Characterization of extremely low-frequency electromagnetic sources in conducting media : a thesis presented in partial fulfilment of the requirements for the degree of Doctor of Philosophy in Physics at Massey University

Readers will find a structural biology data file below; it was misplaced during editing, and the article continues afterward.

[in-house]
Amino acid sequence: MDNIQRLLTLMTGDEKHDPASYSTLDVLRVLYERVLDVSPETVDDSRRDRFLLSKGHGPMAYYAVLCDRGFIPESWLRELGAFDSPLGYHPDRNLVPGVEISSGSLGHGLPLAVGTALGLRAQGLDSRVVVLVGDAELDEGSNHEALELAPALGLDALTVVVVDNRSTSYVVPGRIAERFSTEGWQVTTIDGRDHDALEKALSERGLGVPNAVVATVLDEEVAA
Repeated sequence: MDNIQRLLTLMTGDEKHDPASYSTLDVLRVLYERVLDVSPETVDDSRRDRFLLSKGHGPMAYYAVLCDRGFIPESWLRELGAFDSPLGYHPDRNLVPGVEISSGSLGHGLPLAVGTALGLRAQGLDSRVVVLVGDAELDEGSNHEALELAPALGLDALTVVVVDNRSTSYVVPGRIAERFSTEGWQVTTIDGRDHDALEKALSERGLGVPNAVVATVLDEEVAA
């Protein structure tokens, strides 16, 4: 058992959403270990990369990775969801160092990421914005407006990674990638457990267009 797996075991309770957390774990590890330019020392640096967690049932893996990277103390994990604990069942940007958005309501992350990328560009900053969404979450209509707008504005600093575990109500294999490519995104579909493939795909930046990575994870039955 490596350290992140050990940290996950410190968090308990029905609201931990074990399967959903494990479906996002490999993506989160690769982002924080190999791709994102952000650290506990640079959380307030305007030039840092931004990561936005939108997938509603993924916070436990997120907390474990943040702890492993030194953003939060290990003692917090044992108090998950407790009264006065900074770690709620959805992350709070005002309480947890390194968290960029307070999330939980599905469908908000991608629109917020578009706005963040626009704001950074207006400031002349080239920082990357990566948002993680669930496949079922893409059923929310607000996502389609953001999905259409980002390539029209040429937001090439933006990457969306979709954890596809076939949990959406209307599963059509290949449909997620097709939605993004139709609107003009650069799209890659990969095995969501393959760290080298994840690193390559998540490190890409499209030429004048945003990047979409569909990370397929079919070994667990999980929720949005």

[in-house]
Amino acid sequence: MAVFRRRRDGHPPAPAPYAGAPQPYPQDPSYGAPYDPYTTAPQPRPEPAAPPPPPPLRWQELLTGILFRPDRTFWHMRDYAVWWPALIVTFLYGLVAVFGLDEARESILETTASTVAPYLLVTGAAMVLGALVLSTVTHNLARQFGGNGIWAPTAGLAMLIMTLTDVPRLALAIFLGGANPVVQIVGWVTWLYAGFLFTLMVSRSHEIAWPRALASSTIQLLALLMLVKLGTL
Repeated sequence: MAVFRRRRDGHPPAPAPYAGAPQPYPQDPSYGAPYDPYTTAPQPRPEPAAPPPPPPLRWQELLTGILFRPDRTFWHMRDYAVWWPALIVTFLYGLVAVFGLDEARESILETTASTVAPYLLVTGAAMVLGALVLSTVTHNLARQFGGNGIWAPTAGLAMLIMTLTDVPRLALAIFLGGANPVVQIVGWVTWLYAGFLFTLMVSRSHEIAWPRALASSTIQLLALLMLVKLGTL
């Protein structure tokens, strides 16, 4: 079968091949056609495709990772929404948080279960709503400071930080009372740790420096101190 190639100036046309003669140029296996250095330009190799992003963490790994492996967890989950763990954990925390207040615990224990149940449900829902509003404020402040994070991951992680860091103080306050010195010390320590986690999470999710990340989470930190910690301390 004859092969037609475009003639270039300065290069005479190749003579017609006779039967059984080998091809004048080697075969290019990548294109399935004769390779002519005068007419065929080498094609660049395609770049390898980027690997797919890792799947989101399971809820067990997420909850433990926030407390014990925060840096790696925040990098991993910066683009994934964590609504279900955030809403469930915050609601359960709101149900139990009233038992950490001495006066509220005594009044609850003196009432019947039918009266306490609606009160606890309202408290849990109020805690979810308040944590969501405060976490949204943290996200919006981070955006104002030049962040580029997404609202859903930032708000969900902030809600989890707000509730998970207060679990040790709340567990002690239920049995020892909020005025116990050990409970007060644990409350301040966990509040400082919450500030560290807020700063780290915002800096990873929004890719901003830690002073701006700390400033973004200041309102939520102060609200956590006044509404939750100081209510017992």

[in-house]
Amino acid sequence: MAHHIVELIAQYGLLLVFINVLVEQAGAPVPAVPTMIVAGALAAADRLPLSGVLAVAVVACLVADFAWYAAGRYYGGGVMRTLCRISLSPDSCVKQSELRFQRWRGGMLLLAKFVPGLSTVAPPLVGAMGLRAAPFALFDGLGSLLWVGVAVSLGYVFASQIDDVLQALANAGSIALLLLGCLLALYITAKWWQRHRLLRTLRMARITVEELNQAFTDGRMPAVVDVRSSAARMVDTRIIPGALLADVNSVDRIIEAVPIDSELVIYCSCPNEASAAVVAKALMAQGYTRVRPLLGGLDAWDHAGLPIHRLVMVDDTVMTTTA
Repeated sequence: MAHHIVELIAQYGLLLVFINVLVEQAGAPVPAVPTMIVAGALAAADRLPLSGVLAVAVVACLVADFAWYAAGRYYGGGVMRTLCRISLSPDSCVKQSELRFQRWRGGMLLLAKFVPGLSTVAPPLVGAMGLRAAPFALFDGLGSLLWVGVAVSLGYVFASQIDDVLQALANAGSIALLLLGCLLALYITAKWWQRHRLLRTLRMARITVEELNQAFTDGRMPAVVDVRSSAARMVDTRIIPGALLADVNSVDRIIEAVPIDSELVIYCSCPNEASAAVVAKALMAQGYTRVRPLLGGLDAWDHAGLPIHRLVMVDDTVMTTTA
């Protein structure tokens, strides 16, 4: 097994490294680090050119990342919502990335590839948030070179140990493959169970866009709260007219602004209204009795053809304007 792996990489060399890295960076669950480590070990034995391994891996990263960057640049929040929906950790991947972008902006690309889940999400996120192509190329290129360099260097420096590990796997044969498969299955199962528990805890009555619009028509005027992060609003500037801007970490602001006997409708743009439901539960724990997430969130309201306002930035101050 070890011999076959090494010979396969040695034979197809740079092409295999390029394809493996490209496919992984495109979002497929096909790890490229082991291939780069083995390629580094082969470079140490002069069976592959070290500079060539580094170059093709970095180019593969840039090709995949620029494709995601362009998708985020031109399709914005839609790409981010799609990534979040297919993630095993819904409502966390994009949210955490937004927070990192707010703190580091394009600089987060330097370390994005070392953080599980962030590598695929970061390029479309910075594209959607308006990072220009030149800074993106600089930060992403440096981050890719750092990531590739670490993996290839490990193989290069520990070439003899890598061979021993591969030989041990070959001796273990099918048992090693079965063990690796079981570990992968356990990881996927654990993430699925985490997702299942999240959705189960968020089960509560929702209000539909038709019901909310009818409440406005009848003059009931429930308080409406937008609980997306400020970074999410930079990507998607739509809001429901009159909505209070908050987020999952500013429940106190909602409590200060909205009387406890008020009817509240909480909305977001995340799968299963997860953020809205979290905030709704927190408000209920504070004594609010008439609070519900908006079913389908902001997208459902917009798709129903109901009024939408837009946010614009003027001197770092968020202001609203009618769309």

Physical fields whose sources exist within maritime vessels are of concern to ship-designers and military planners. Among the fields of most significance which have been studied intensively, are those of magnetic, acoustic and pressure sources. New technological developments now require analyses of the underwater electric and magnetic fields of onboard, extremely low-frequency electromagnetic sources. This study investigated methods by which the electromagnetic sources of maritime vessels may be characterised during normal operations in typical coastal environments. It focused on situations where both the sources and field measurement points were located in a common seawater volume. At the electromagnetic frequencies of interest such a medium acts as a thin conducting layer with significant levels of wave reflection and refraction at the media boundaries. To enhance propagation models of the electromagnetic fields over short ranges, the initial investigations aimed to characterise key parameters of the conducting media in shallow-water conditions Conductivity values of seawater can be readily established by conventional methods. However, in the case of the seabed media, direct conductivity measurements are usually highly variable along horizontal and vertical sections due to aeons of land erosion, and the long-term effects of inshore waves and currents. Procedures are described which show how electromagnetic theory and indirect measurement techniques may be used to infer the characteristic values of key seabed parameters in shallow-water areas. This element of the study utilised both analytical and numerical electromagnetic models, and the efficacy of each in this context was examined. Subsequent phases of the study analysed the nature of the electromagnetic sources. In some situations the sources were regarded as point dipoles, and in others they were assumed to have a finite length. Techniques were developed to characterise the dipole moment, length and the location of a typical ship-like source, when each is treated as an electric current dipole. This information was used in turn to demonstrate the likely accuracy in ranging operations on extremely low-frequency, electromagnetic sources over short ranges, and in shallow-water conditions.